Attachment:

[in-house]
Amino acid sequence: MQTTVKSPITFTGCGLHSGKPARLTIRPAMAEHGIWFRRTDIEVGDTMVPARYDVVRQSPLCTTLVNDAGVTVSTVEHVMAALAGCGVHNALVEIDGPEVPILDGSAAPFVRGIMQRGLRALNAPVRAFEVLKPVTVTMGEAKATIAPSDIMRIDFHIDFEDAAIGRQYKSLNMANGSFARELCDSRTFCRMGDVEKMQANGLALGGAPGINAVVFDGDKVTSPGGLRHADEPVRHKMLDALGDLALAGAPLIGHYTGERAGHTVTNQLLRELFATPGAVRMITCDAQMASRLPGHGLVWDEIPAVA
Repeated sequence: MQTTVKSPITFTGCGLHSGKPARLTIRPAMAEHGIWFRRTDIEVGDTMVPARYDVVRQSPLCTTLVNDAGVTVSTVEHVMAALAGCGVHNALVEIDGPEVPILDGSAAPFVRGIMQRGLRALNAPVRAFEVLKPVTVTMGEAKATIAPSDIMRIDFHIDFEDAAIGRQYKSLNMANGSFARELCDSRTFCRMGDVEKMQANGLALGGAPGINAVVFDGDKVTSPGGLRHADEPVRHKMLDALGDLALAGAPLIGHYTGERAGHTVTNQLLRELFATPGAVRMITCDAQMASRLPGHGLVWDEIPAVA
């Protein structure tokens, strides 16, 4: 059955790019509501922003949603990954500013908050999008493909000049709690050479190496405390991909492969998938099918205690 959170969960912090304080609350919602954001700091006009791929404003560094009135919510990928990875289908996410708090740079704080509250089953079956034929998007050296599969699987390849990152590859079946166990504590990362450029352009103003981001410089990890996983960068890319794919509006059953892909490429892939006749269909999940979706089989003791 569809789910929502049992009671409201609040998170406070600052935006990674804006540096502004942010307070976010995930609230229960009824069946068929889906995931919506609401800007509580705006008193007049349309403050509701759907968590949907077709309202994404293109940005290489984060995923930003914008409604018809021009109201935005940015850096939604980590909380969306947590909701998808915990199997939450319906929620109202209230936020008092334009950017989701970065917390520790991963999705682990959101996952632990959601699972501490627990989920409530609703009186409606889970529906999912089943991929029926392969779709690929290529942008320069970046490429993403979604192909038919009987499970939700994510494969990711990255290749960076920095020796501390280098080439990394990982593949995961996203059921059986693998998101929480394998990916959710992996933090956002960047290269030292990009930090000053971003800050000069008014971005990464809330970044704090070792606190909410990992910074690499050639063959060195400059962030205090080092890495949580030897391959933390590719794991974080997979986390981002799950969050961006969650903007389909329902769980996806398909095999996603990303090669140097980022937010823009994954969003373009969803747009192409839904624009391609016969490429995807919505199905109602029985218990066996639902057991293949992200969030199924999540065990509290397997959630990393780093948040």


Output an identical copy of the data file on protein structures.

[in-house]
Amino acid sequence: MQTTVKSPITFTGCGLHSGKPARLTIRPAMAEHGIWFRRTDIEVGDTMVPARYDVVRQSPLCTTLVNDAGVTVSTVEHVMAALAGCGVHNALVEIDGPEVPILDGSAAPFVRGIMQRGLRALNAPVRAFEVLKPVTVTMGEAKATIAPSDIMRIDFHIDFEDAAIGRQYKSLNMANGSFARELCDSRTFCRMGDVEKMQANGLALGGAPGINAVVFDGDKVTSPGGLRHADEPVRHKMLDALGDLALAGAPLIGHYTGERAGHTVTNQLLRELFATPGAVRMITCDAQMASRLPGHGLVWDEIPAVA
Repeated sequence: MQTTVKSPITFTGCGLHSGKPARLTIRPAMAEHGIWFRRTDIEVGDTMVPARYDVVRQSPLCTTLVNDAGVTVSTVEHVMAALAGCGVHNALVEIDGPEVPILDGSAAPFVRGIMQRGLRALNAPVRAFEVLKPVTVTMGEAKATIAPSDIMRIDFHIDFEDAAIGRQYKSLNMANGSFARELCDSRTFCRMGDVEKMQANGLALGGAPGINAVVFDGDKVTSPGGLRHADEPVRHKMLDALGDLALAGAPLIGHYTGERAGHTVTNQLLRELFATPGAVRMITCDAQMASRLPGHGLVWDEIPAVA
């Protein structure tokens, strides 16, 4: 059955790019509501922003949603990954500013908050999008493909000049709690050479190496405390991909492969998938099918205690 959170969960912090304080609350919602954001700091006009791929404003560094009135919510990928990875289908996410708090740079704080509250089953079956034929998007050296599969699987390849990152590859079946166990504590990362450029352009103003981001410089990890996983960068890319794919509006059953892909490429892939006749269909999940979706089989003791 569809789910929502049992009671409201609040998170406070600052935006990674804006540096502004942010307070976010995930609230229960009824069946068929889906995931919506609401800007509580705006008193007049349309403050509701759907968590949907077709309202994404293109940005290489984060995923930003914008409604018809021009109201935005940015850096939604980590909380969306947590909701998808915990199997939450319906929620109202209230936020008092334009950017989701970065917390520790991963999705682990959101996952632990959601699972501490627990989920409530609703009186409606889970529906999912089943991929029926392969779709690929290529942008320069970046490429993403979604192909038919009987499970939700994510494969990711990255290749960076920095020796501390280098080439990394990982593949995961996203059921059986693998998101929480394998990916959710992996933090956002960047290269030292990009930090000053971003800050000069008014971005990464809330970044704090070792606190909410990992910074690499050639063959060195400059962030205090080092890495949580030897391959933390590719794991974080997979986390981002799950969050961006969650903007389909329902769980996806398909095999996603990303090669140097980022937010823009994954969003373009969803747009192409839904624009391609016969490429995807919505199905109602029985218990066996639902057991293949992200969030199924999540065990509290397997959630990393780093948040």